You can trust that Dr. Laura is a licensed and regulated medical professional
Access to Ontario Labs

In office, Dr. Laura may collect certain blood samples such as those to determine blood type and random glucose monitoring. Under the RHPA, Dr. Laura may send you directly to an Ontario lab like CML/Life Labs or Gamma Dynacare for testing. This will provide you faster access to the labs you need. Dr. Laura will review with you your options, and if it applies, how much you will have to pay for any particular lab test.

You can access lab testing direct from Dr. Laura

Referral to Specialists

If tests or diagnoses indicate the need for more specialized medical attention, unless you refuse, Dr. Laura will refer you to include another medical practitioner in order to expand your circle of care. Communication among all of the RHPA regulated professionals is for the best interest of your health.

You can get a direct referral to a specialist through Dr. Laura

Continued and Added Scope of Controlled Acts
You will continue to have access through Dr. Laura to several controlled acts, including communicating a diagnosis, gynecological and rectal exams, spinal manipulations, acupuncture, and administering substances through injection or inhalation. Acts that are not controlled and are additionally available from Dr. Laura: prescribing and blending custom botanical tinctures, prescribing many naturopathic and clinical nutrition supplements and protocols, acute and constitutional homeopathic assessment and prescribing.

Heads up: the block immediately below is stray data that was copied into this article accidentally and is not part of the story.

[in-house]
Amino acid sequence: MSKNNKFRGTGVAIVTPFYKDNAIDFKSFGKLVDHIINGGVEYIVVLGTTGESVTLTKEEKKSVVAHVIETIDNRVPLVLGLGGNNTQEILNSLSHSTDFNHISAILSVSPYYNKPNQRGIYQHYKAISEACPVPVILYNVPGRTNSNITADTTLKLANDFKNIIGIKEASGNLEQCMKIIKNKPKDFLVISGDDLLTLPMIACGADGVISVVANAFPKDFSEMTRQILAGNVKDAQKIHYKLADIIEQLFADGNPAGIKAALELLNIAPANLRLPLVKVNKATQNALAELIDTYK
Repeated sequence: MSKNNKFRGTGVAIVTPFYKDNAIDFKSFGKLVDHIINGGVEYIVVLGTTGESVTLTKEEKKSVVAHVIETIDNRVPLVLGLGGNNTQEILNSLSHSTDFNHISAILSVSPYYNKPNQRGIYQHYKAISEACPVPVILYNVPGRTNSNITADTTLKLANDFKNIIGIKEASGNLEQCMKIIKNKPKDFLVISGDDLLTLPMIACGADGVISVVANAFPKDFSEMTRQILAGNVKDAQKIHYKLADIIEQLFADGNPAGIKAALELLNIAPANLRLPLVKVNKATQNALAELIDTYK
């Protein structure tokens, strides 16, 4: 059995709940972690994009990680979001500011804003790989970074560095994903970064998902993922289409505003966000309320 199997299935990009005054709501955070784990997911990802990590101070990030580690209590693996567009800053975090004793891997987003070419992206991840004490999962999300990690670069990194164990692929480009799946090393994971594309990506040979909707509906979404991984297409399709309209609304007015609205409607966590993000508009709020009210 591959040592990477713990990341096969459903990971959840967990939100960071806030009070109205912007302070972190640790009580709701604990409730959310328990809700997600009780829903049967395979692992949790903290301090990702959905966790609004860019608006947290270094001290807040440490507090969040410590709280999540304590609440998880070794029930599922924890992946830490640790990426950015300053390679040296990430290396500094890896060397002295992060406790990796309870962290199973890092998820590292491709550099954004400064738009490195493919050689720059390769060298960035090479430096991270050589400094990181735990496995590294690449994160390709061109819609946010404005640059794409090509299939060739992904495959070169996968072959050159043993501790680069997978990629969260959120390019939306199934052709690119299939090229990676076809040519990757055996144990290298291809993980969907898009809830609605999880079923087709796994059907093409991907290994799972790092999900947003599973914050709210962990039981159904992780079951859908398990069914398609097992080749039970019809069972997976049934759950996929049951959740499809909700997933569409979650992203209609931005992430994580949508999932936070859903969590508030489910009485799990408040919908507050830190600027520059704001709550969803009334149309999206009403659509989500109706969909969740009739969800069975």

The knowledge, skills and ability to perform several controlled acts is available for you with Dr. Laura

New Prescribing Rights
Unlike in other provinces like BC and Alberta, NDs in Ontario have not had prescribing rights in the past. Under the RHPA, NDs will have access to certain prescription substances after taking an extra course and passing the associated exam. Dr. Laura is preparing to write (and pass!) the prescribing exam in September, 2015. Dr. Laura will then be able to provide you with the option of intramuscular injections (B12), higher doses of vitamins like vitamin D (>1000 IU), vitamin A (>10,000 IU) and folic acid (>1mg), as well as thyroid hormone, bio-identical hormones, and some restricted herbs. If you require any of these things in the interim, Dr. Laura has alternative solutions for your continued care.

Dr. Laura will be able to provide you access to some drugs and higher dose or restricted medicines.